FAQ

Who is eligible for an account on the facility?

All Swinburne staff and students are eligible for accounts as are researchers in the field of astronomy and space sciences based at publicly funded institutions within Australia. International collaborators may also apply for accounts but cannot be the lead on a research project.

How do I access the facility?

To access OzSTAR, all access is down through the head node ozstar.swin.edu.au. Upon login, you will be assigned to one of two nodes, namely farnarkle1 and farnarkle2, in a round robin fashion. From there you can submit jobs to the queue. These nodes can be used to run small tasks interactively. However, for larger jobs that require interaction, you should request an interactive node via Slurm (for more information, see Interactive jobs).

For more details, see the page Access to the supercomputer.

What operating system is used?

All nodes of OzSTAR are running CentOS 7 as the main operating system. As such, we advise that you get yourself familiar with the Linux operating system and the use of command line before using the supercomputer.

How do I change my login password?

How can I change my login shell?

You can change your login shell, just type changeShell in your terminal. This information will take a few minutes to propagate, and you will have to login again for it to take effect.

How can I avoid session timeouts?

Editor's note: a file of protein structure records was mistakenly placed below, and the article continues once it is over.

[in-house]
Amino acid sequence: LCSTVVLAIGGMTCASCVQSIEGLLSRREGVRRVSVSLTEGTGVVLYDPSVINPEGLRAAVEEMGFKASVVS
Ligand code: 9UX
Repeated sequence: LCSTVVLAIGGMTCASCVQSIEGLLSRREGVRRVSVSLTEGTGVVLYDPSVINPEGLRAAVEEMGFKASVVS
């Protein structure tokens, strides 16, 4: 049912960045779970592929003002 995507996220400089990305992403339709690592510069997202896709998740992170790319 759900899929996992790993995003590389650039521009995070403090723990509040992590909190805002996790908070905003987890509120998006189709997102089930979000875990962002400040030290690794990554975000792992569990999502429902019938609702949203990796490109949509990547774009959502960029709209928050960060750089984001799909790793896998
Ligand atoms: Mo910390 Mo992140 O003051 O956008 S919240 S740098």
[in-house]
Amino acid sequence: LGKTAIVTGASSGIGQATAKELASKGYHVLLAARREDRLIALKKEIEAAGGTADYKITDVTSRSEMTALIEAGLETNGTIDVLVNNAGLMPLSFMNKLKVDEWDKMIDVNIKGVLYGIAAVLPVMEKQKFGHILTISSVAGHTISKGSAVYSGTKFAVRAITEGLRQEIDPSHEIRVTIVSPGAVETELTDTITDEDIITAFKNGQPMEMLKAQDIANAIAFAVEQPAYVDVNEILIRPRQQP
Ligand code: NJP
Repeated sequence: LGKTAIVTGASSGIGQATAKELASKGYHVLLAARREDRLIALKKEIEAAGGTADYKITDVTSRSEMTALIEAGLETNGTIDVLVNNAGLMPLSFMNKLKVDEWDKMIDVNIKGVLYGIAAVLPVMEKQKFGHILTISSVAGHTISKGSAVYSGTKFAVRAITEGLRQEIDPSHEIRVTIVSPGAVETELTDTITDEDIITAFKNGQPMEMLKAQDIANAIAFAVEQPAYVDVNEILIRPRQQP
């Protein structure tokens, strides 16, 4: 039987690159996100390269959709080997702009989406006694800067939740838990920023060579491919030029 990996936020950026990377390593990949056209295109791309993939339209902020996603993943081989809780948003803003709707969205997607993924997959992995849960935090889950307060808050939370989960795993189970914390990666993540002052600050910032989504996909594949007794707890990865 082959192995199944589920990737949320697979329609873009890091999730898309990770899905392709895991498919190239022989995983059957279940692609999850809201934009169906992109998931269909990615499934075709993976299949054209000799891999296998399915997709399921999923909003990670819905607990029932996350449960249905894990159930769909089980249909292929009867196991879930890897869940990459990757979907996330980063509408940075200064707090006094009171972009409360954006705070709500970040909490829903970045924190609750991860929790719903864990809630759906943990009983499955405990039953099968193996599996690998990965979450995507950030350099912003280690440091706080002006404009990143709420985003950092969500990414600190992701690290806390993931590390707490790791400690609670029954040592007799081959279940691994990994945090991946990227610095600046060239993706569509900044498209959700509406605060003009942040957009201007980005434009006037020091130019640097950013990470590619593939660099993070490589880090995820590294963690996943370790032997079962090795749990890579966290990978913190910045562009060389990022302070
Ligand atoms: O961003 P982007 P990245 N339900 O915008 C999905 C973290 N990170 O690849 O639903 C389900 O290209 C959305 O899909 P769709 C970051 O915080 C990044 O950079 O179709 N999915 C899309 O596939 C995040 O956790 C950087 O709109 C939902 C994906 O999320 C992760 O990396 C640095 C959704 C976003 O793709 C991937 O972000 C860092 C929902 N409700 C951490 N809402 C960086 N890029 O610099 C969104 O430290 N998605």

There are a few ways to do this but a simple method is to go to the .ssh directory on your laptop or desktop machine and create a file called “config”. In that file place the line

ServerAliveInterval 120

and that should do it, although on some machines you may need to also run the command

chmod 600 ~/.ssh/*

to ensure the file has the correct permissions.

How can I find out more about using GPUs?

If you would like to learn more about using graphics programming units (GPUs) in your research a good starting point is the NVIDIA Developer Zone or our HPC/GPU webinar series.

You can also look through slides on Getting Started with the CUDA programming language for GPUs, an introduction to the OpenACC directives for accelerating code with GPUs and the Thrust acceleration library.

These were all presented at a recent CUDA Easy workshop at Swinburne (thanks to Michael Wang, Paul Mignone, Amr Hassan and Luke Hodkinson).

Another great starting point is to go to the GPU Technology Conference website and search through past presentations using their On-Demand tool. You can search by field and/or topic, for example, and most likely someone in your field has already tackled what you are hoping to do.

Why am I getting “Disk quota exceeded” message?

Type the following command on any node

quota

and it will highlight which of your project or home quotas you are exceeding.

Why don't some nvidia and slurm commands, or srun/sinteractive gpu jobs work from my screen session?

screen is old and weird and setgid. Linux unsets LD_LIBRARY_PATH for security reasons when running setgid executables, which breaks our pre-loaded slurm and nvidia modules. Interactive slurm jobs started from screen sessions inherit this broken environment.

The simple workaround is to run bash -l or tcsh -l in each screen window you open, or to use tmux instead.

What's with the weird machine names?

All components of the OzSTAR cluster are named in memory of the late satirist, actor, comedian, and writer John Clarke.

Login nodes are farnarkle. login node cgroups are grommet. The main filesysem is Dagg mounted at Fred. Lustre servers are arkle, warble, umlaut. The majority of compute nodes are called John, with high memory nodes being Bryan, and the KNL nodes Gina. Unfortunately the mighty Dave Sorenson does not get a guernsey - he might be out injured.